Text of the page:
“Both sides benefit from this,” one Israeli official said. “It is good for both of us that this compromise proposal was reached, and we are happy this is behind us and common sense prevailed.”

Just a few hours before the compromise was agreed upon, Bennett told Israel Radio that people who want to invest in Israel have the right to decide where they want – and do not want – to put their money.

What they do not have the right to do, Bennett said, was impose their political positions in the process.

Negotiations over this issue started in August, and from the beginning it was clear to both sides that the EU was not going to disavow the settlement guidelines – a written concretization of what has basically been EU policy for years – and that Israel would not sign a clause saying that territories that came under its administration in June 1967 were not part of Israeli territory.

To do so, Israeli officials argued, would be essentially to forgo any future claims on those territories.

Even before Tuesday, the EU – in an effort to make the settlement guidelines less visible in the Horizon 2020 agreement – showed flexibility and agreed that entities applying for grants would not have to sign a declaration that the money was not for operations beyond the Green Line, but rather merely click a box saying that they abide by all the stipulations of the agreement.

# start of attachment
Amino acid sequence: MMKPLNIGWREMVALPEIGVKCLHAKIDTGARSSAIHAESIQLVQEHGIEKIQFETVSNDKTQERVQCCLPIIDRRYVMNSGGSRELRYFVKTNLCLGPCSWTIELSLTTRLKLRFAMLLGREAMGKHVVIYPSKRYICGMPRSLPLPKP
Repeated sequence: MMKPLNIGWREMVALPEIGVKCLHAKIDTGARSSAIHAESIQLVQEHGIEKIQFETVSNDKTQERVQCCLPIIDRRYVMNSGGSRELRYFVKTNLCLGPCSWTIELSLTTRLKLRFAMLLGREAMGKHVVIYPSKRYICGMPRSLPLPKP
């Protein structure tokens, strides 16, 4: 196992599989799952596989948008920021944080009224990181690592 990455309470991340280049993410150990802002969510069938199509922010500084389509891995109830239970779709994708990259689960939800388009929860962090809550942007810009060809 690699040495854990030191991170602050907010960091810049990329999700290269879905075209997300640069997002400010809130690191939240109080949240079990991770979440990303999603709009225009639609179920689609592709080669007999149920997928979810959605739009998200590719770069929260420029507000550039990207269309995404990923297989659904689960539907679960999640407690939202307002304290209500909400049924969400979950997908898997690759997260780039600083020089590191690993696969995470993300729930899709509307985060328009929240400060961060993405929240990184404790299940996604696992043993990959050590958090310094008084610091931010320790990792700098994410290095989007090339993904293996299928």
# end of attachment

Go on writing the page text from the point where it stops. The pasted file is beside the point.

One Israeli official said the guidelines will mean that Ariel University will not be eligible for EU grant money, and that the government will now have to find a way to compensate it, since it will be at an unfair disadvantage vis-à-vis the other universities eligible for EU funds.

Israel is the only non-EU country to have been asked to join Horizon 2020 as a full partner, and is expected to pay some 600 million euros over the next seven years to take part. This is considered a worthwhile investment, however, because for every shekel contributed, it is expected to get back 150 percent in research funds and other inbound investments.

As question marks were raised over the last few days over whether a resolution would be found to the issue, leading Israeli academics called on the government to ensure – for the sake of Israeli R&D – that Israel takes part.

Prof. Ruth Arnon, the president of the Israel Academy of Sciences and the Humanities, characterized Israel’s participation in the program as “absolutely essential to the future of science in Israel.”

Failing to sign the agreement, she added, would be an “irreversible disaster.”

And Manuel Trajtenberg, chairman of the Planning and Budgeting Committee of the Council for Higher Education in Israel, said Israeli participation was of “crucial importance.”

“In light of the global world we live in and the quality of Israeli researchers, it is very important to develop and maintain our relationship with the academic, scientific and research community in the world,” he said.

Danielle Ziri contributed to this report.